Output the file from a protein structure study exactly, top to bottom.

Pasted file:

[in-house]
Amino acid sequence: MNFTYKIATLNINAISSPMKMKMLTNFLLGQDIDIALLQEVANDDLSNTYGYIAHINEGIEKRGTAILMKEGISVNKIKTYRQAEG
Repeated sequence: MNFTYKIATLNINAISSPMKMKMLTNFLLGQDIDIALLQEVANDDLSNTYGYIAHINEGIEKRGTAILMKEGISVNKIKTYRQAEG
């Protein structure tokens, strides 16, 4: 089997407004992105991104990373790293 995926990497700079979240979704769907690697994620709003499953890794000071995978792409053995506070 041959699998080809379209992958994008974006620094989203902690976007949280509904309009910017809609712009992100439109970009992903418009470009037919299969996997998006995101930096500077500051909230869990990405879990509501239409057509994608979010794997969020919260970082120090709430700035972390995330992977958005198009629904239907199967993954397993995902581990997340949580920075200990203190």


[in-house]
Amino acid sequence: MNFTYKIATLNINAISSPMKMKMLTNFLLGQDIDIALLQEVANDDLSNTYGYIAHINEGIEKRGTAILMKEGISVNKIKTYRQAEG
Repeated sequence: MNFTYKIATLNINAISSPMKMKMLTNFLLGQDIDIALLQEVANDDLSNTYGYIAHINEGIEKRGTAILMKEGISVNKIKTYRQAEG
């Protein structure tokens, strides 16, 4: 089997407004992105991104990373790293 995926990497700079979240979704769907690697994620709003499953890794000071995978792409053995506070 041959699998080809379209992958994008974006620094989203902690976007949280509904309009910017809609712009992100439109970009992903418009470009037919299969996997998006995101930096500077500051909230869990990405879990509501239409057509994608979010794997969020919260970082120090709430700035972390995330992977958005198009629904239907199967993954397993995902581990997340949580920075200990203190």